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more Ta'rs questions...

Since tire thread hasn't been totally beaten to death...

My office-mate is quite the off-road afficiando.  We were discussing how 
a snow tire works. We're stumped at this point.

I had always been told that the best tires for snow are those that are 
narrow and tall with plenty of small and deep elements (siping) to break 
up the snow and "punch thru" it. 

My office mate has driven with his mudder tires on his 4x4 in the snow 
(big, chunky tread blocks, lots of open tread area. Granted, the tires 
are oversized, and probably have a much lower ground pressure per inch 
than "normal snows". Any way, what I learned about his tires would 
indicate that they should be at least ok in the snow.

Well, not in his experience.  He said that absolutely no snow sticks to 
them, and to "drive well in snow, you need the snow on the ground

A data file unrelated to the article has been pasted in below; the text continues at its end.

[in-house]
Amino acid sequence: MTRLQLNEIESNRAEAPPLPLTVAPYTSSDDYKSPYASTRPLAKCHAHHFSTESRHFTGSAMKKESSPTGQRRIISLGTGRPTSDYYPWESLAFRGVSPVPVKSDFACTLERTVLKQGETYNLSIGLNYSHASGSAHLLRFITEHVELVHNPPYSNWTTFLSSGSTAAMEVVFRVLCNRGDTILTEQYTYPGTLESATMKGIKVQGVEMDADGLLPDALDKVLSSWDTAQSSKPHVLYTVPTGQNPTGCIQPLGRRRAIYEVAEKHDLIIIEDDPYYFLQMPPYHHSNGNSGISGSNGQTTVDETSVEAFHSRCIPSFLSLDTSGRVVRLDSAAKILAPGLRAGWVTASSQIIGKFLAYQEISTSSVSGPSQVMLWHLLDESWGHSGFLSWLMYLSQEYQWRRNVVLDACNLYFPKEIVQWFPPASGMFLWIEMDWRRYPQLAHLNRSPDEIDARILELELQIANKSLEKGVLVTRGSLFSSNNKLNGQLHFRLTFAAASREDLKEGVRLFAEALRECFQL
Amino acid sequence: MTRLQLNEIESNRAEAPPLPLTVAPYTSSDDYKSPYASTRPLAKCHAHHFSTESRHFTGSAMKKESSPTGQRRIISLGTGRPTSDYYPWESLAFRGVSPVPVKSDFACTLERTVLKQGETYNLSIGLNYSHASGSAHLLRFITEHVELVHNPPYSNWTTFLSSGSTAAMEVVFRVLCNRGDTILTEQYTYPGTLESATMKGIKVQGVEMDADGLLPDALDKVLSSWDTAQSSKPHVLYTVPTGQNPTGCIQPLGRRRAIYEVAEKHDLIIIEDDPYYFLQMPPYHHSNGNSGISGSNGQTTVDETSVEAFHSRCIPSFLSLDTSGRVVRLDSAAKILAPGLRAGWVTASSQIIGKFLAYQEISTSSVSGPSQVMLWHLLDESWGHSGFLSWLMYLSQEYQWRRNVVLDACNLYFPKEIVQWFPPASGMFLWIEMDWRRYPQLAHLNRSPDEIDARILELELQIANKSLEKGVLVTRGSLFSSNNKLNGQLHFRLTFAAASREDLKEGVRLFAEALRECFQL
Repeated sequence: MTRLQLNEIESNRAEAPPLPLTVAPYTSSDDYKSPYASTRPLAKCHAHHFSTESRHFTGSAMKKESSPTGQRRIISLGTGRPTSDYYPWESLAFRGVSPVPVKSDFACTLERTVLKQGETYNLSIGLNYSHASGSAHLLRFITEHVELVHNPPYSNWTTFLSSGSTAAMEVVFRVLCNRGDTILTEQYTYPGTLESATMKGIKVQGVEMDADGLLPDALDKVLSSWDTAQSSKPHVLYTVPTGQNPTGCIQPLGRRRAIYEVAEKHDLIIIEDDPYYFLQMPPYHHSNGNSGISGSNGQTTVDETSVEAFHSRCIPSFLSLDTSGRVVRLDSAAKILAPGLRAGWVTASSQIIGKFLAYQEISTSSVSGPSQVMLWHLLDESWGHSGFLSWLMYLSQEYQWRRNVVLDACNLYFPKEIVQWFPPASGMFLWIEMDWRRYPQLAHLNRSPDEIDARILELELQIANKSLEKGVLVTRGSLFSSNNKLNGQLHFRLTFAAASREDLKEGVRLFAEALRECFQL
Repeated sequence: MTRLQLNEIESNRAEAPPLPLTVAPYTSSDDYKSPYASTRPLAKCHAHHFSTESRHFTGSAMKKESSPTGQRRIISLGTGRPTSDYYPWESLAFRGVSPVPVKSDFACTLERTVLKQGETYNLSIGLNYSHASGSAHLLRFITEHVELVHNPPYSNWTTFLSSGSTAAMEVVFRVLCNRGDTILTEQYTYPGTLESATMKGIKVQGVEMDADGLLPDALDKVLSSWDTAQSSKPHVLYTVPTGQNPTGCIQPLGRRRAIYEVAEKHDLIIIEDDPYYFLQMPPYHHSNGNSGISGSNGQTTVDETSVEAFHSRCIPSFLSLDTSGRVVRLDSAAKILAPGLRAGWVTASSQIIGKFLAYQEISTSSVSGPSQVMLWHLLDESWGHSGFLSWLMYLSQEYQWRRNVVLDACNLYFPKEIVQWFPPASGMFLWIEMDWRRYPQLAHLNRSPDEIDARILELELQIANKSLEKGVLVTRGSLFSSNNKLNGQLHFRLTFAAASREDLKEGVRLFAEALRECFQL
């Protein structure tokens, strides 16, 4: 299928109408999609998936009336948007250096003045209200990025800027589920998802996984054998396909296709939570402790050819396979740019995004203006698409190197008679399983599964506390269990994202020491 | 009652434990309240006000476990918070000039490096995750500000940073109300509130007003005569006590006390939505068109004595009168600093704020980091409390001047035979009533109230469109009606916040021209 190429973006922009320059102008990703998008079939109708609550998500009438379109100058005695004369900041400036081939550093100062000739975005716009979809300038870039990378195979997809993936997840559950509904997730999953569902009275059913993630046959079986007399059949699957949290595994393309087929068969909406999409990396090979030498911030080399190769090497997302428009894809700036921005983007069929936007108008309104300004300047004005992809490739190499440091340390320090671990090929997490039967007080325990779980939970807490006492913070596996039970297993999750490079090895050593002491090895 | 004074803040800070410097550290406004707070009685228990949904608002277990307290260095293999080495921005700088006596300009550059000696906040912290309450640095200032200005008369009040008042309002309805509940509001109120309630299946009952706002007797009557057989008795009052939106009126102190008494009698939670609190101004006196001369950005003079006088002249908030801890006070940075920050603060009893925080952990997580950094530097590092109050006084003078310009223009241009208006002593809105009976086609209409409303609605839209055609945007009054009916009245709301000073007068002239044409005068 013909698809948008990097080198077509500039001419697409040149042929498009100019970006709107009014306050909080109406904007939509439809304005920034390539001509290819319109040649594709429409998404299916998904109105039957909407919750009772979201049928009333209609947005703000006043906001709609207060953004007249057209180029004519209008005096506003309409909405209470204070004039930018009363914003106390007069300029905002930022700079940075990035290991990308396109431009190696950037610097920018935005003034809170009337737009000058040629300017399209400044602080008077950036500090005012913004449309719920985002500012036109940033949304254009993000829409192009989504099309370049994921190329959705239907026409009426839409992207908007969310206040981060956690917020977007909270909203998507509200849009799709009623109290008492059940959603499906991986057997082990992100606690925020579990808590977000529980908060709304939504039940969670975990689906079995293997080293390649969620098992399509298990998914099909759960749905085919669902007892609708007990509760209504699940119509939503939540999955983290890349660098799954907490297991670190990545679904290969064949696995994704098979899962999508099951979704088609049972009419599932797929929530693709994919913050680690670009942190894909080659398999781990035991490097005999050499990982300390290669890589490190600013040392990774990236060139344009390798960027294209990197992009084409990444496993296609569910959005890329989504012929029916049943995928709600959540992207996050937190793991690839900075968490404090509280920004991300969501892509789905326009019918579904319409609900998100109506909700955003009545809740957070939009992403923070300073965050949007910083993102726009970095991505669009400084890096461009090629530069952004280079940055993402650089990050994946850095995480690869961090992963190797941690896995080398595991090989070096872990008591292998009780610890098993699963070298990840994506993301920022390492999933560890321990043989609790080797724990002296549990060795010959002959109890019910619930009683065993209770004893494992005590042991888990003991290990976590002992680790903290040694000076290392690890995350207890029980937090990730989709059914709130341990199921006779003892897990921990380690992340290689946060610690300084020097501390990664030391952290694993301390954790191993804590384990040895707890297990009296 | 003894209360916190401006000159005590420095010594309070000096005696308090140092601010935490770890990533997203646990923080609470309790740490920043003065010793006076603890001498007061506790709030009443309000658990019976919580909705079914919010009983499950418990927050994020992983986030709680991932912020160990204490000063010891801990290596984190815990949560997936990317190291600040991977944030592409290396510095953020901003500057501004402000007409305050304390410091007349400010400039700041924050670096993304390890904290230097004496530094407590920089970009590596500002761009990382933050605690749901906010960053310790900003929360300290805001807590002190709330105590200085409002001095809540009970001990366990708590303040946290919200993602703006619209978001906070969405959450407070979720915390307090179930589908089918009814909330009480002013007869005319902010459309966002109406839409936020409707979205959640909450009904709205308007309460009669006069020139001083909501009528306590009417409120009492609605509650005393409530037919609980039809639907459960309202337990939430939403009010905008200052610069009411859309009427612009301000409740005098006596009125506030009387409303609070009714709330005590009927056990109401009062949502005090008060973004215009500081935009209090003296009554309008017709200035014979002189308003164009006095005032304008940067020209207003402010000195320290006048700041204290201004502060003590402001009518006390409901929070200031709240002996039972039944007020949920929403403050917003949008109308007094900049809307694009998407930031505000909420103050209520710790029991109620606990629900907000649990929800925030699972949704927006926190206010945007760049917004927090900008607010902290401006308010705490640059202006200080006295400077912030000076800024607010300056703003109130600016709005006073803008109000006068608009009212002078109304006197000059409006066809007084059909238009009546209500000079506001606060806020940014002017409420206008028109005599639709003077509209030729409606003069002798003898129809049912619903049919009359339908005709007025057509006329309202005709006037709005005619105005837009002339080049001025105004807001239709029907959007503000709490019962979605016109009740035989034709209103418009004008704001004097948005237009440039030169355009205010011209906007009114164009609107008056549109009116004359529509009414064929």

sticking to the snow in the tire.

My brand new BF Goodrich Comp TA VR4s (ok, so they're all seasons, but 
I'm still trying to make a point) shed snow like crazy, and I've never 
had better traction  on any car, including those with snow tires on all 
four wheels (quattro probably deserves some of the credit, but then my 
officemate was in four wheel drive...)

His reasoning about snow on snow for traction makes no sense to me. If 
you compress snow enough, you essentially end up with ice, and water on 
ice - no traction what so ever (without studs/chains).

Granted, we're probably missing something here, since Bridgestone has 
proven the importance of rubber compounds in their new Blizzak...

Inquiring minds want and need to know...

Peter Schulz
1990 Silver Coupe Q